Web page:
Tuesday, September 28, 2004

Free speech is cool and all, but...

Today I was advised by an ASUC colleague to not say anything more about the multicultural center because it might be problematic to the people involved with the project if semi-unpublic information was made public. While I appreciate this person's dedication to sensitivity, this conversation was another indication to me that the members of the ASUC take themselves way too damn seriously, and in gerneral oppose being criticized in any way.

For example, as the coordinator of, one of my ideas was to develop an ASUC blog in which a variety of interested and talented non-ASUC students would discuss ASUC events and policies and offer their own critiques of our student government. In my proposition to the senate members, I explained that the writers would not be allowed to make personal attacks and would be encouraged to address policy, not parties or people. Unfortunately, though, more than a few senators didn't like the idea of a blog because, to paraphrase, they didn't like the idea of people saying negative things about the ASUC government without the senators being consulted first.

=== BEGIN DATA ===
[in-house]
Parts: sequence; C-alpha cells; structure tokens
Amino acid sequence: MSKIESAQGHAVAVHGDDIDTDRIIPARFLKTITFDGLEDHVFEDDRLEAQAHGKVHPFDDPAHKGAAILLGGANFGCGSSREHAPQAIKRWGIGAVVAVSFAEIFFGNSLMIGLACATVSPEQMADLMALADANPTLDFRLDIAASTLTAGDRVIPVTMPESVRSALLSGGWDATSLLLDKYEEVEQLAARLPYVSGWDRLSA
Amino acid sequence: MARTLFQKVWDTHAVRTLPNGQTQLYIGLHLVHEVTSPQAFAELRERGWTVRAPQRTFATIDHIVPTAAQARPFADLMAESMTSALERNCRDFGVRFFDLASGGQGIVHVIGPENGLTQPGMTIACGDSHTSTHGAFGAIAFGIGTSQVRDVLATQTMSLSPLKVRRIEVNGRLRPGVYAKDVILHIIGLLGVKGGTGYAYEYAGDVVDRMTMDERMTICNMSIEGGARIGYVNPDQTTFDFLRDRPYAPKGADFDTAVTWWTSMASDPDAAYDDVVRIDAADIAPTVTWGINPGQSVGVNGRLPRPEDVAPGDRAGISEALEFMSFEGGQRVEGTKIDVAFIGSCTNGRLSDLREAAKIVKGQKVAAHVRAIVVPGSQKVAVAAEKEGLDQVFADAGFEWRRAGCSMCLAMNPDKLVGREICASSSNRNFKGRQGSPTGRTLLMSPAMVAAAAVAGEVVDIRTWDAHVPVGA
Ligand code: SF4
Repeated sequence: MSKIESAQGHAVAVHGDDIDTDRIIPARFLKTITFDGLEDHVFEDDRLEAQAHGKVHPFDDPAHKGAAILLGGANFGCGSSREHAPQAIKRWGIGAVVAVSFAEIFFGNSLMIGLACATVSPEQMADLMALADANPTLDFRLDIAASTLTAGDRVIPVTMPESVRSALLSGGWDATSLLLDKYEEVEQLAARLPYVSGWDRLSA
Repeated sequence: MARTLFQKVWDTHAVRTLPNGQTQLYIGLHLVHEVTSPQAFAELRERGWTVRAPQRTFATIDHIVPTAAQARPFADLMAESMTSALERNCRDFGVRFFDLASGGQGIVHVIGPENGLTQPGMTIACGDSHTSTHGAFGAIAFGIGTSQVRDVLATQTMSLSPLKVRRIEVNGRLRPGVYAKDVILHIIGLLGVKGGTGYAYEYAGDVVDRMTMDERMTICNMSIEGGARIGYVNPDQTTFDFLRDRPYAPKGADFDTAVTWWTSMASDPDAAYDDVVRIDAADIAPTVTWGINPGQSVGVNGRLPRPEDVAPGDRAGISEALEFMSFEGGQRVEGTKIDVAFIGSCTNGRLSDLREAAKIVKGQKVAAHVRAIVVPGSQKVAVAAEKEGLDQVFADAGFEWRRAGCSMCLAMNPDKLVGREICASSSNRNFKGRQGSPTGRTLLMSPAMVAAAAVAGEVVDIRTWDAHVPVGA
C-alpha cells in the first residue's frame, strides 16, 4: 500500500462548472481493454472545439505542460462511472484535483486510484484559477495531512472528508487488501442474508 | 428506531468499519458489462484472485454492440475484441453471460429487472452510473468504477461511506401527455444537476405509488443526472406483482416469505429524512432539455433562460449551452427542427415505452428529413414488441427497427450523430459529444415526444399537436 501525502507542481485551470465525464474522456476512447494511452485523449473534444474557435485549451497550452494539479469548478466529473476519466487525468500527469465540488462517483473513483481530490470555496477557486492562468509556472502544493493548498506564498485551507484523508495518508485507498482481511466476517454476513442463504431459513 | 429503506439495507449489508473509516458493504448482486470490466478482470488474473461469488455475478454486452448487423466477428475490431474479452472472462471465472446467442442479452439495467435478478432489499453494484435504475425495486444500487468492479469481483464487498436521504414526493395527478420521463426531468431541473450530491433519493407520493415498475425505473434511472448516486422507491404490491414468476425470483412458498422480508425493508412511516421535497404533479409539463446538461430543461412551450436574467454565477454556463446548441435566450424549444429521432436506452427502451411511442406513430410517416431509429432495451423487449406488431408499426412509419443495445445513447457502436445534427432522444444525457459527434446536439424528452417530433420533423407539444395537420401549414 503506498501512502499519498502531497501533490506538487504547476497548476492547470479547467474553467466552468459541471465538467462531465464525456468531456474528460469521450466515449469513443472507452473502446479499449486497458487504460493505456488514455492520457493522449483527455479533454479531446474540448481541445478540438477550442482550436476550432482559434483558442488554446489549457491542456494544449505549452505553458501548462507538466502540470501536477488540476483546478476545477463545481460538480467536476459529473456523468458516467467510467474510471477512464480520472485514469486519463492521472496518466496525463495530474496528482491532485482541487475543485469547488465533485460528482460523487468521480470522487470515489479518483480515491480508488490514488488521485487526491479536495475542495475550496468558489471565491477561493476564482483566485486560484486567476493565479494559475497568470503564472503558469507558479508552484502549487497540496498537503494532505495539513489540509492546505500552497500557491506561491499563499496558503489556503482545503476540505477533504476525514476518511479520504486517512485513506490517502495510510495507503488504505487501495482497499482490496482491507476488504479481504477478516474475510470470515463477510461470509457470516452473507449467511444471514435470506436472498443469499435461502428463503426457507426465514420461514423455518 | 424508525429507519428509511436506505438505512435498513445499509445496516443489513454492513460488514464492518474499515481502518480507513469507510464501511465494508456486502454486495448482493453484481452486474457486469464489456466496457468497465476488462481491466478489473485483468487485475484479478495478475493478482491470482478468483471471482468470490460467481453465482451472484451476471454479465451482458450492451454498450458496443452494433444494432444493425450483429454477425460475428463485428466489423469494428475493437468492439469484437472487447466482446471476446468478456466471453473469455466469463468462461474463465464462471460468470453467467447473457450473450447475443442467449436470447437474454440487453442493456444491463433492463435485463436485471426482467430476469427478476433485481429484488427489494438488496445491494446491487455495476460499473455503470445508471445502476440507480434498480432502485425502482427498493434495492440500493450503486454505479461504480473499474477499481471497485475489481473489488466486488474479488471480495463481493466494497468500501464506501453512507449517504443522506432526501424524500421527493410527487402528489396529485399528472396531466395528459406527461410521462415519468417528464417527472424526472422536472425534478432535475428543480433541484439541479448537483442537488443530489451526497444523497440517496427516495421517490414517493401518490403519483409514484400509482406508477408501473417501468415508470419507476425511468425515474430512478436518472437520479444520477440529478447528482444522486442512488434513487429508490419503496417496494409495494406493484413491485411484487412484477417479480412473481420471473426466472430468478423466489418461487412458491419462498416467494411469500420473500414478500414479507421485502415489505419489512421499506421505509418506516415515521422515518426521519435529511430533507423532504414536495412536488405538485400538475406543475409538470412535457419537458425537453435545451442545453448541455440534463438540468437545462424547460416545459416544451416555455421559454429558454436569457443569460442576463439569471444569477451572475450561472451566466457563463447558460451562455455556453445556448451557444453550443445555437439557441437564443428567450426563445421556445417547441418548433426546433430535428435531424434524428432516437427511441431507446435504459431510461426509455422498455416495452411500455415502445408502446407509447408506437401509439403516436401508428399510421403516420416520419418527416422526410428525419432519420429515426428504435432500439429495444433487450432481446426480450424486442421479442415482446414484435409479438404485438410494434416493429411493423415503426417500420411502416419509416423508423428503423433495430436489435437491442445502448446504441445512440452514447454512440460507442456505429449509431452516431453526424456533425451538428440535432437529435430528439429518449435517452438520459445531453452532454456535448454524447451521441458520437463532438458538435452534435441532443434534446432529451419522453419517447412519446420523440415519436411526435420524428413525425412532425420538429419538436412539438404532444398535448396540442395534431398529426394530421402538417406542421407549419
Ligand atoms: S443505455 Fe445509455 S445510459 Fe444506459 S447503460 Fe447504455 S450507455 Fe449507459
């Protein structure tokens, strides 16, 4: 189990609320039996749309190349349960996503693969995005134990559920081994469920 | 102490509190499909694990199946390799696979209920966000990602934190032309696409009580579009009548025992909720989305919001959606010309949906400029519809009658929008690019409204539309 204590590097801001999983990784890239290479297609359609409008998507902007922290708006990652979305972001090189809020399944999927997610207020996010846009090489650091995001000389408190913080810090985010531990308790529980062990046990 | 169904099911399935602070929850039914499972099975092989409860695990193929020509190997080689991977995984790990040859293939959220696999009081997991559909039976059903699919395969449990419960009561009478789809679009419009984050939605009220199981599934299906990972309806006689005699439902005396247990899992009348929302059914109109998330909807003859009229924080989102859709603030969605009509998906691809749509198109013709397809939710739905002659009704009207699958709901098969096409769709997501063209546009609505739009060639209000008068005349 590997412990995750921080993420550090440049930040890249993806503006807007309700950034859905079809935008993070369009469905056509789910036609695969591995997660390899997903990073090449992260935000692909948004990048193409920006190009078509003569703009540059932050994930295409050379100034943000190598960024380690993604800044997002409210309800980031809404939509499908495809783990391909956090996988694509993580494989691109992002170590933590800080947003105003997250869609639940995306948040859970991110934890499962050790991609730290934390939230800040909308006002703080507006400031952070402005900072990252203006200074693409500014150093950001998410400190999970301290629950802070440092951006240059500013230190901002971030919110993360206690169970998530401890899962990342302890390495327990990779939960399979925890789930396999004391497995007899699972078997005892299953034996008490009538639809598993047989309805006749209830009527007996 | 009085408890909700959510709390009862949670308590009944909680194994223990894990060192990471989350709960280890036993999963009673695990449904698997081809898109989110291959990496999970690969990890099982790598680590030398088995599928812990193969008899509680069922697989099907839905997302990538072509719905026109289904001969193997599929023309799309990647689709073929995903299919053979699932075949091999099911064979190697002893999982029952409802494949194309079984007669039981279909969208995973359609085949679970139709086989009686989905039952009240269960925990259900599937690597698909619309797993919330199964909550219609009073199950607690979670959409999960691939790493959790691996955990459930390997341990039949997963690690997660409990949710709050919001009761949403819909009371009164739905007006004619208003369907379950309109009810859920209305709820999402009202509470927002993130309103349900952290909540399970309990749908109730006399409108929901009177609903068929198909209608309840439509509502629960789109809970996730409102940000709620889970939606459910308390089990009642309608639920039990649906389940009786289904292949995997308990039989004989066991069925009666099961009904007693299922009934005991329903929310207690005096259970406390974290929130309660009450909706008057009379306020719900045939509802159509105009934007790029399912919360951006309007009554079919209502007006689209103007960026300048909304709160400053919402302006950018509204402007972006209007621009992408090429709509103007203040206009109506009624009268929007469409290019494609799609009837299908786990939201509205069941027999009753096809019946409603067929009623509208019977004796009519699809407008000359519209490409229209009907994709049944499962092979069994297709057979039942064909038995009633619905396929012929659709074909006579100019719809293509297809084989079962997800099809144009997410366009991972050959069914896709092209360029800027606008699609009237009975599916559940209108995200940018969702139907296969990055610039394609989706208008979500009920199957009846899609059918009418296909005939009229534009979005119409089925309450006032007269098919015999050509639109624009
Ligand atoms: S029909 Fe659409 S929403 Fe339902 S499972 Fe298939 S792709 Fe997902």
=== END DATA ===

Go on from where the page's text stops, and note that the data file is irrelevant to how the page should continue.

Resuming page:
What the balls?

As another example of this weird attitude toward crticism, the senior staff of the Office of the President were discouraged from talking to people in the Daily Cal (or anyone who might know someone in the DC) about happenings in the ASUC lest our discussion be construed as something negative about the president.


I obviously see the need for elected figures to have their personal lives independed of the ASUC, and I can kinda get behind the idea that some senatorial and executive conversations should be kept temporarily private, but the general fear of critique, especially from senators, is confounding to me.

Never fear, though. After the dust settles on this semester, maybe a little after the 8th week, I'll spring the blog idea again. I encourage my readers to offer their opinions on the idea because, after all, I'm adult enough to handle criticism.


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